Wednesday, April 21, 2010

Shobdon, Herefordshire, again

The architecture of fragility

The church that replaced the 12th-century one at Shobdon was just as remarkable in its way as that lost Romanesque masterpiece, but it could scarcely be more different. It was built for the Bateman family, 18th-century lords of the manor and friends of Horace Walpole of Strawberry Hill. And as one would expect from people with links to Walpole, the church is Gothic – not the medieval Gothic of poised stone structure but the 18th-century reinvented Gothic of exquisite decoration, lace-like plasterwork, papier mâché trimmings, and theatrical interior effects.

This kind of architecture is now known as Strawberry Hill Gothic, after Walpole’s famous house in Twickenham. At Shobdon it is an architecture of pinnacles, double-curved ogee arches, and panelling festooned with Gothic motifs. Arches float in the air, without supporting pillars. Pews, pulpit, reading desk, and walls, all are given the same pale, delicately Gothic treatment.

The architect is unknown. Henry Flitcroft, usually a Palladian specialist, who worked at Woburn Abbey and Wentworth Woodhouse, is a possibility. Or maybe, like Strawberry Hill, it was created with the help of Walpole’s ‘Committee of Taste’, his group of artistic friends. If so, they had the unity of vision to keep the design all of a piece. If visiting the church is a bit like being inside the icing of an overgrown wedding cake, or a particularly elaborate country-house drawing room, it is also unique. In no other parish church was Strawberry Hill Gothic used with such verve; nowhere else do pulpit, reading desk, pews, and other furnishings complement one another, and the interior as a whole, with such conviction; in no other church does 18th-century Gothic delicacy turn into such fragility. And now, well into its third century, the building is as fragile as it looks, with its full roster of cracked walls and rotten beams. Its custodians deserve our support in preserving it.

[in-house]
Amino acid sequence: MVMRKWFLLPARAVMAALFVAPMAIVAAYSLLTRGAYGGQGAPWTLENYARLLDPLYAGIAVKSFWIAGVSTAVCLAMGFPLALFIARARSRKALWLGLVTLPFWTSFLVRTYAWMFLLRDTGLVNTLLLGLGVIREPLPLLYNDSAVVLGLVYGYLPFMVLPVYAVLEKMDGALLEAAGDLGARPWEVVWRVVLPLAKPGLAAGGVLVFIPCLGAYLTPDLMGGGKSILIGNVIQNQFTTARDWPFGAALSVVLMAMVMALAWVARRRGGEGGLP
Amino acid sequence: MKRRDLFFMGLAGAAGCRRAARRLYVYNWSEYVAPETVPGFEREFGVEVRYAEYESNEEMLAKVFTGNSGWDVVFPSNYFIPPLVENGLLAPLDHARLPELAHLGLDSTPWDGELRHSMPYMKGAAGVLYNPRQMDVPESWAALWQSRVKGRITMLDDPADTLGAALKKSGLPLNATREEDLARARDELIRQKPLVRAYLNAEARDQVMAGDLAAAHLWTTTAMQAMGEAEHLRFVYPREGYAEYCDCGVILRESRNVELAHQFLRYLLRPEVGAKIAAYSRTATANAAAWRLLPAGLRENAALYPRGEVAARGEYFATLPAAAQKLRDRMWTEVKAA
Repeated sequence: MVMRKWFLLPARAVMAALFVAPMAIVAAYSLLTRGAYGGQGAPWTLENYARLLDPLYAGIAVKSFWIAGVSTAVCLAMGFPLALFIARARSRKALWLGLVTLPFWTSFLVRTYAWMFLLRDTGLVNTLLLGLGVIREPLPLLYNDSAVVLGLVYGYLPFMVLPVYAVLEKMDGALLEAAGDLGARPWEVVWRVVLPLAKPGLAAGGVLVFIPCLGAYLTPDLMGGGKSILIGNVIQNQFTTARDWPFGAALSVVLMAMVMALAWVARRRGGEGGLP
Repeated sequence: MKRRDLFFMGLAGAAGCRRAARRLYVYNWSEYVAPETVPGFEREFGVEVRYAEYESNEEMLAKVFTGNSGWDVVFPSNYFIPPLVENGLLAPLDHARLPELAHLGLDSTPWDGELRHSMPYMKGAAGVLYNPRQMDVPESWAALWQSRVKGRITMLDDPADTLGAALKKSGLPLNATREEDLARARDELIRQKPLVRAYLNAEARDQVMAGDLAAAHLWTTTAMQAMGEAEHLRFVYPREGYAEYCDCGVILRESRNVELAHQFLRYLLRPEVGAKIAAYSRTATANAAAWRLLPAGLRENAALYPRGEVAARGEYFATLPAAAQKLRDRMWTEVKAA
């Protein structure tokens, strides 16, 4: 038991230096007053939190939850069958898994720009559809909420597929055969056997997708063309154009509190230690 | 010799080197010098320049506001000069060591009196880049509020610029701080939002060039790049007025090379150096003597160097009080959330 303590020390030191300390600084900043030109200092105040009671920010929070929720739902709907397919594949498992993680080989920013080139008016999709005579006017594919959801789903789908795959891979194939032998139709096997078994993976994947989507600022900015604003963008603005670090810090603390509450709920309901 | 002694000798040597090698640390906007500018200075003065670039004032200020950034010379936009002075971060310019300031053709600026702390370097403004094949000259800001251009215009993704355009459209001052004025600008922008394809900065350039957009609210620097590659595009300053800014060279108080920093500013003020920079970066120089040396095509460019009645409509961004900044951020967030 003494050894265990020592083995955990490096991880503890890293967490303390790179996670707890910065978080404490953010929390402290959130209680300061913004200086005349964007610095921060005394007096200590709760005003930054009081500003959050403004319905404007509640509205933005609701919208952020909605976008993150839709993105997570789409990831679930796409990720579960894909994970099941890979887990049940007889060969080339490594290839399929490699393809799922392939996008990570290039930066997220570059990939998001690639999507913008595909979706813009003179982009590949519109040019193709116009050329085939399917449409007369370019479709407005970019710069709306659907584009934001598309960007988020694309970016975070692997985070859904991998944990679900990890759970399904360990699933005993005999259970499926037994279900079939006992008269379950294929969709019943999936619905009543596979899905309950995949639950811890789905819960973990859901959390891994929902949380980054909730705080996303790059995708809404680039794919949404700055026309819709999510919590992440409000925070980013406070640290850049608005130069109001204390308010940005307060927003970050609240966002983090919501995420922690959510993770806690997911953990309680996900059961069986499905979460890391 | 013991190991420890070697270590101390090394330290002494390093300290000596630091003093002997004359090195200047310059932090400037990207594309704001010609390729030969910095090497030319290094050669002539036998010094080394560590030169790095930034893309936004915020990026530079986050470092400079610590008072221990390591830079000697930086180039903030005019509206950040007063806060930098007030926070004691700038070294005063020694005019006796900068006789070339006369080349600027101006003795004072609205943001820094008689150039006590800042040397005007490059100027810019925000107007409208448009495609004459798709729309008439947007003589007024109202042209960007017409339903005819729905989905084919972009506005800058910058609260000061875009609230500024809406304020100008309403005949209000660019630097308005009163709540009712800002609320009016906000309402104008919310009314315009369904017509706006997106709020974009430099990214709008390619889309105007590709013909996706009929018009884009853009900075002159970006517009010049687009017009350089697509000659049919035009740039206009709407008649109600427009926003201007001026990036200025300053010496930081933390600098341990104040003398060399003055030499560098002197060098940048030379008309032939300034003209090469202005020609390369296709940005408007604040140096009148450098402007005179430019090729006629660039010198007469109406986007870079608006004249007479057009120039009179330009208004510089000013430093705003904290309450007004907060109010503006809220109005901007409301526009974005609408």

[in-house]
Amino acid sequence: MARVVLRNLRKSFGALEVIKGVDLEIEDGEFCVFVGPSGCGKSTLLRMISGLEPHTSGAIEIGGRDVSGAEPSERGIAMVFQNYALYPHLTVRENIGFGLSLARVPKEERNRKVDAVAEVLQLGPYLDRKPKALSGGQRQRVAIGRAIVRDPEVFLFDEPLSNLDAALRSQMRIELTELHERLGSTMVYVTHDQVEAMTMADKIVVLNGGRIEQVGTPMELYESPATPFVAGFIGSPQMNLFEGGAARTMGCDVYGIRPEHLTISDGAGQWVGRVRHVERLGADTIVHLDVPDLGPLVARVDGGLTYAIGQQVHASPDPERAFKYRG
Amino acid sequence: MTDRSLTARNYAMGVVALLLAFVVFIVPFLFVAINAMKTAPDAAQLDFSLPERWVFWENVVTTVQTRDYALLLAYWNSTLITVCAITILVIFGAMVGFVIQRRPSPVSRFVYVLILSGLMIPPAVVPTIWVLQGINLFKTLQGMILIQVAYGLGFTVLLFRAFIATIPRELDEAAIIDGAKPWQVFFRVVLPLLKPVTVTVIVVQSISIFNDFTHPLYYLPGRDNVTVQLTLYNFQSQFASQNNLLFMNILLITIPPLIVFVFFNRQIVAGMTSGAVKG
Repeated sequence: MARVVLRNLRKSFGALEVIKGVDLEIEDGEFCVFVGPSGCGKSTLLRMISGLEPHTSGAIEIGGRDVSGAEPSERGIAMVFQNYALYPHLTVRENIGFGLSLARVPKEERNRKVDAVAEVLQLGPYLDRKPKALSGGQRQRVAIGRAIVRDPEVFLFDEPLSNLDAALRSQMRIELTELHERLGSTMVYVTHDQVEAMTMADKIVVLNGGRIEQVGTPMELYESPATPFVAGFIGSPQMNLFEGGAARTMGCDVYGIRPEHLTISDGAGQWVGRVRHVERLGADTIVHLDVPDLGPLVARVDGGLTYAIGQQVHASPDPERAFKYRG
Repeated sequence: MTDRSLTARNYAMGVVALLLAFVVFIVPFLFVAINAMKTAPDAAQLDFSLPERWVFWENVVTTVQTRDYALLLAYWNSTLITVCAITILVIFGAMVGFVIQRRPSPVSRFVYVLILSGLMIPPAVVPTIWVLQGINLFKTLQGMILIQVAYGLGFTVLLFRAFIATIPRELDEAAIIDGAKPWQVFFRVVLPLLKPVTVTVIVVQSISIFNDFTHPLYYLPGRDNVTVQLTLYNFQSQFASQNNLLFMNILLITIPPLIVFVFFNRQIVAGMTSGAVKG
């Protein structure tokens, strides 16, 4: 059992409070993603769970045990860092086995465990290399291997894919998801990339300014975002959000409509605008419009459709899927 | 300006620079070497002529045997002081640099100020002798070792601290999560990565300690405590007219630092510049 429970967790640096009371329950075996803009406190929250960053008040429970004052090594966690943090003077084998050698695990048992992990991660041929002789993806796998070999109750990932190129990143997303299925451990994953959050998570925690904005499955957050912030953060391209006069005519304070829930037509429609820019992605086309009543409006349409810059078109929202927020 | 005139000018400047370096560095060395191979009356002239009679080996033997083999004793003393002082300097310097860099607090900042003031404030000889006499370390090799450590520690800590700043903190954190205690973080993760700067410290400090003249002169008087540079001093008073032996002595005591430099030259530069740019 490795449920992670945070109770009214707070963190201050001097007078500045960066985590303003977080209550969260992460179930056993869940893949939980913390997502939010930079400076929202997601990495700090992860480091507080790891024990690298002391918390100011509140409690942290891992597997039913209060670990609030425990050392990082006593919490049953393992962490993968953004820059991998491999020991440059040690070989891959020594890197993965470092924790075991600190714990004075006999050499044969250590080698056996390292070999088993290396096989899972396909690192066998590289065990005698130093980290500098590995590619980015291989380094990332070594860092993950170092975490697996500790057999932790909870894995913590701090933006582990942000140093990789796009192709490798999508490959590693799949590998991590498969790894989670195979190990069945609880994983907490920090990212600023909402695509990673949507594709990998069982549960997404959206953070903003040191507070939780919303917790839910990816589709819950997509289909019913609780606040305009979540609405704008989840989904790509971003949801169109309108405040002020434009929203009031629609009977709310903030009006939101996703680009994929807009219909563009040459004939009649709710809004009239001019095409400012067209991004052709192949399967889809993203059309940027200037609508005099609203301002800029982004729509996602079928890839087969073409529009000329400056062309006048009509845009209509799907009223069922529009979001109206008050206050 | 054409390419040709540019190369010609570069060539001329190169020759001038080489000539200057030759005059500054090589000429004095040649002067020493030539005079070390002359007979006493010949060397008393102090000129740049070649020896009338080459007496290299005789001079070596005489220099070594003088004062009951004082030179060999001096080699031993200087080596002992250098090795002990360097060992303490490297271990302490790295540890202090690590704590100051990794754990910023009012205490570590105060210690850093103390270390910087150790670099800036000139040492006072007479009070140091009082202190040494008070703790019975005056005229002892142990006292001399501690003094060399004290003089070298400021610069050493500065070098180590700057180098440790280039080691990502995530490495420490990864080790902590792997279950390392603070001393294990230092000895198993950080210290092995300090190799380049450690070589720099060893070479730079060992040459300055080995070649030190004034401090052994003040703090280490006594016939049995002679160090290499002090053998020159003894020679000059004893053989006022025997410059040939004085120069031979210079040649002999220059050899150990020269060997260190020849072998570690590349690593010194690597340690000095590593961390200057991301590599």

Anonymous said...

"visiting the church is a bit like being inside the icing of an overgrown wedding cake".

A perfect description. One is almost afraid to sneeze.

By Googling Shobdonchurch, you will find a site with not only more lovely pictures but details of how to help preserve this unique place.

Of course, Strawberry Hill itself reopens in the Autumn,; in the meantime the V&A exhibition of some of its former contents, reunited again, is well worth a visit.

Philip Wilkinson said...

Thank you, DC. I'll add a link to the Shobdon Church site.

I've not yet been to the V&A exhibition on Walpole and Strawberry Hill, but it's on my list.

David Gouldstone said...

The first time I walked into Shobdon (the exterior gives little hint of the delights to be found inside) I almost burst out laughing in sheer amazement and exhiliration. I think it has something of the air of a fanciful fairground; the pulpit, for example, looks like a seat for rococo roundabout. It looks as if at any moment it will start moving to the accompaniment of flashing neon lights and Wurlitzer music.

Philip Wilkinson said...

Yes! I've recently been reading about the 20th-century British artist and illustrator Barbara Jones, who loved fairgrounds and popular art. I'm sure she would have seen this place in the same way.

Peter Ashley said...

Lovely pic. And doesn't that reading desk look like some heavenly chariot waiting for winged horses and angel drivers?

Thud said...

I'm working on a Gothis renovation at present...great fun and so different than the usual Regency/victorian stuff I usually work on.